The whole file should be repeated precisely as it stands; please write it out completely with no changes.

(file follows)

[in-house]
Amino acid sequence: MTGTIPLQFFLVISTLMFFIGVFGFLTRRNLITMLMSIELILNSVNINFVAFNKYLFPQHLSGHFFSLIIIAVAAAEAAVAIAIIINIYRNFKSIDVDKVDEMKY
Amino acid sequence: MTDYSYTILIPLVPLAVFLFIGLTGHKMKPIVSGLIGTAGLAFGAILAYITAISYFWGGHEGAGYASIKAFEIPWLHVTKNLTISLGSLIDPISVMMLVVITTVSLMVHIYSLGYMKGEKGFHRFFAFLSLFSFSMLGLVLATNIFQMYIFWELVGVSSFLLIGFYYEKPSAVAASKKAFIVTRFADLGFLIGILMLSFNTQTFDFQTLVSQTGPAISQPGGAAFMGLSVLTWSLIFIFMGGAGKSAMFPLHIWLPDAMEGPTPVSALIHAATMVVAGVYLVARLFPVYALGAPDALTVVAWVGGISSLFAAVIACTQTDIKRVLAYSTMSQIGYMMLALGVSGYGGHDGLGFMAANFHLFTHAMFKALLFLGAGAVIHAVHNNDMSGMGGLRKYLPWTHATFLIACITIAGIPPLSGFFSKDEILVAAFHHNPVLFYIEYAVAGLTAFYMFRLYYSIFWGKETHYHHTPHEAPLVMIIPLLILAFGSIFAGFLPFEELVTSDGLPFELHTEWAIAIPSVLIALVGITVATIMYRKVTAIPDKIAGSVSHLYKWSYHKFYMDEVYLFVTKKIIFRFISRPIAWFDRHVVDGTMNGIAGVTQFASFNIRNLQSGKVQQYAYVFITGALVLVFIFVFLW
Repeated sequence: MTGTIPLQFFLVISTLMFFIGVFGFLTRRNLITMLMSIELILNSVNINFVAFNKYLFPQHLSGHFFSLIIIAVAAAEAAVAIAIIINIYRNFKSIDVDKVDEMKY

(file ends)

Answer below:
[in-house]
Amino acid sequence: MTGTIPLQFFLVISTLMFFIGVFGFLTRRNLITMLMSIELILNSVNINFVAFNKYLFPQHLSGHFFSLIIIAVAAAEAAVAIAIIINIYRNFKSIDVDKVDEMKY
Amino acid sequence: MTDYSYTILIPLVPLAVFLFIGLTGHKMKPIVSGLIGTAGLAFGAILAYITAISYFWGGHEGAGYASIKAFEIPWLHVTKNLTISLGSLIDPISVMMLVVITTVSLMVHIYSLGYMKGEKGFHRFFAFLSLFSFSMLGLVLATNIFQMYIFWELVGVSSFLLIGFYYEKPSAVAASKKAFIVTRFADLGFLIGILMLSFNTQTFDFQTLVSQTGPAISQPGGAAFMGLSVLTWSLIFIFMGGAGKSAMFPLHIWLPDAMEGPTPVSALIHAATMVVAGVYLVARLFPVYALGAPDALTVVAWVGGISSLFAAVIACTQTDIKRVLAYSTMSQIGYMMLALGVSGYGGHDGLGFMAANFHLFTHAMFKALLFLGAGAVIHAVHNNDMSGMGGLRKYLPWTHATFLIACITIAGIPPLSGFFSKDEILVAAFHHNPVLFYIEYAVAGLTAFYMFRLYYSIFWGKETHYHHTPHEAPLVMIIPLLILAFGSIFAGFLPFEELVTSDGLPFELHTEWAIAIPSVLIALVGITVATIMYRKVTAIPDKIAGSVSHLYKWSYHKFYMDEVYLFVTKKIIFRFISRPIAWFDRHVVDGTMNGIAGVTQFASFNIRNLQSGKVQQYAYVFITGALVLVFIFVFLW
Repeated sequence: MTGTIPLQFFLVISTLMFFIGVFGFLTRRNLITMLMSIELILNSVNINFVAFNKYLFPQHLSGHFFSLIIIAVAAAEAAVAIAIIINIYRNFKSIDVDKVDEMKY